Comparing the effects of subchronic phencyclidine and medial prefrontal cortex dysfunction on cognitive tests relevant to schizophrenia.
Springer Science and Business Media LLC
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McAllister, K., Mar, A., Theobald, D., Saksida, L., & Bussey, T. (2015). Comparing the effects of subchronic phencyclidine and medial prefrontal cortex dysfunction on cognitive tests relevant to schizophrenia.. Psychopharmacology (Berl), 232 3883-3897. https://doi.org/10.1007/s00213-015-4018-7
RATIONALE: It is becoming increasingly clear that the development of treatments for cognitive symptoms of schizophrenia requires urgent attention, and that valid animal models of relevant impairments are required. With subchronic psychotomimetic agent phencyclidine (scPCP), a putative model of such impairment, the extent to which changes following scPCP do or do not resemble those following dysfunction of the prefrontal cortex is of importance. OBJECTIVES: The present study carried out a comparison of the most common scPCP dosing regimen with excitotoxin-induced medial prefrontal cortex (mPFC) dysfunction in rats, across several cognitive tests relevant to schizophrenia. METHODS: ScPCP subjects were dosed intraperitoneal with 5 mg/kg PCP or vehicle twice daily for 1 week followed by 1 week washout prior to behavioural testing. mPFC dysfunction was induced via fibre-sparing excitotoxin infused into the pre-limbic and infralimbic cortex. Subjects were tested on spontaneous novel object recognition, touchscreen object-location paired-associates learning and touchscreen reversal learning. RESULTS: A double-dissociation was observed between object-location paired-associates learning and object recognition: mPFC dysfunction impaired acquisition of the object-location task but not spontaneous novel object recognition, while scPCP impaired spontaneous novel object recognition but not object-location associative learning. Both scPCP and mPFC dysfunction resulted in a similar facilitation of reversal learning. CONCLUSIONS: The pattern of impairment following scPCP raises questions around its efficacy as a model of cognitive impairment in schizophrenia, particularly if importance is placed on faithfully replicating the effects of mPFC dysfunction.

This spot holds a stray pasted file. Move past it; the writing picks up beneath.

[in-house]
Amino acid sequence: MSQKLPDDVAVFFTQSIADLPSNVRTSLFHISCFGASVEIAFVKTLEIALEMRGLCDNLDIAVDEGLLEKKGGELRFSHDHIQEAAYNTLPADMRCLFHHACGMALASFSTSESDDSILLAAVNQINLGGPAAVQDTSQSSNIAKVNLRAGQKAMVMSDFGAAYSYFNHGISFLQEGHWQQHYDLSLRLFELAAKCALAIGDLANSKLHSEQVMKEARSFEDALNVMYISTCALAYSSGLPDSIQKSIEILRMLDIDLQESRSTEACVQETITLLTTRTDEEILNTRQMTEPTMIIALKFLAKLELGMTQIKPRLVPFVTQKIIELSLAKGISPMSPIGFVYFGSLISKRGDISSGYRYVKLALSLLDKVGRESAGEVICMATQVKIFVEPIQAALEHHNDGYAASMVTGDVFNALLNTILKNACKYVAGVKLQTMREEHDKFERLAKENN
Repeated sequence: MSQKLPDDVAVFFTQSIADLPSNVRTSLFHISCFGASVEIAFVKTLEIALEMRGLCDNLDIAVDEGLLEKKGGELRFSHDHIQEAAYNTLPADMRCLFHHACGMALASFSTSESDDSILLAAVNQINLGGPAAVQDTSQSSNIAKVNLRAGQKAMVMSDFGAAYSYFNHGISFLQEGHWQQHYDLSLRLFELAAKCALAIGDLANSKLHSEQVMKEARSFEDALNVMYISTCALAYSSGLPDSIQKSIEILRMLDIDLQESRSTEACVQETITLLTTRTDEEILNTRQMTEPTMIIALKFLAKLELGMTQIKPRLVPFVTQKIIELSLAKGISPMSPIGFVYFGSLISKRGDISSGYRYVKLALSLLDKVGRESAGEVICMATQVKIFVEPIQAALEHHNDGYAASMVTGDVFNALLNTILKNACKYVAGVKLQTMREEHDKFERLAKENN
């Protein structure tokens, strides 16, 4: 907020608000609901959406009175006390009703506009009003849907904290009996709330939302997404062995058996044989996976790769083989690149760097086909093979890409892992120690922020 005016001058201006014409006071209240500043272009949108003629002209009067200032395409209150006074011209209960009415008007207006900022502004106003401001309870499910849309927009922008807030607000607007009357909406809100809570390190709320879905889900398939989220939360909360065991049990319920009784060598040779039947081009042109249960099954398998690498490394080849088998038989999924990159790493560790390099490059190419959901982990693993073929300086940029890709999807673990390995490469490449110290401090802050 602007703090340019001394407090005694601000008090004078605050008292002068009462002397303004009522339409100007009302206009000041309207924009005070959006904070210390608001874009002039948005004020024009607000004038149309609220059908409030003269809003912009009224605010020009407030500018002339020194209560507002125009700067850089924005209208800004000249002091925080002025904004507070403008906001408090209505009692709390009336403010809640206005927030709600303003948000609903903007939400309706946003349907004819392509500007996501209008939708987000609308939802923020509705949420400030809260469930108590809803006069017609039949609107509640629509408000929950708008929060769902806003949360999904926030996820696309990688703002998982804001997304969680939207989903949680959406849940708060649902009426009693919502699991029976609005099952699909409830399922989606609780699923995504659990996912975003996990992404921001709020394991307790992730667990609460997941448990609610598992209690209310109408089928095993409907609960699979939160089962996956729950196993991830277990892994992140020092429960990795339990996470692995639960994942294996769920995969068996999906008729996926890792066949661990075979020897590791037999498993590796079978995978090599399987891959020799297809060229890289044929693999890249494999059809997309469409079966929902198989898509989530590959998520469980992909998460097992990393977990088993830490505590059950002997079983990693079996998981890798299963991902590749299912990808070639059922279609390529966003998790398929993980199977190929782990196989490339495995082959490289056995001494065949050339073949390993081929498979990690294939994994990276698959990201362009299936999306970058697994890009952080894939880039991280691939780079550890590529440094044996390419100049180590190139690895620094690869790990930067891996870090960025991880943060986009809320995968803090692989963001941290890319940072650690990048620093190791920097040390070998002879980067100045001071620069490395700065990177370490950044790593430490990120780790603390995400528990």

Schizophrenia, Phencyclidine, Prefrontal cortex, Object recognition, Rat, Animal model, Associative learning, Glutamate, Learning and memory, Discrimination
KAL McAllister received funding from the Cambridge Commonwealth Trusts and University of Cambridge Overseas Studentship Programme. LM Saksida and TJ Bussey also received funding from the Innovative Medicines Initiative Joint Undertaking (IMI) under grant agreement n° 115008. IMI is a public-private partnership between the European Union and the European Federation of Pharmaceutical Industries and Associations.
External DOI: https://doi.org/10.1007/s00213-015-4018-7
This record's URL: https://www.repository.cam.ac.uk/handle/1810/248912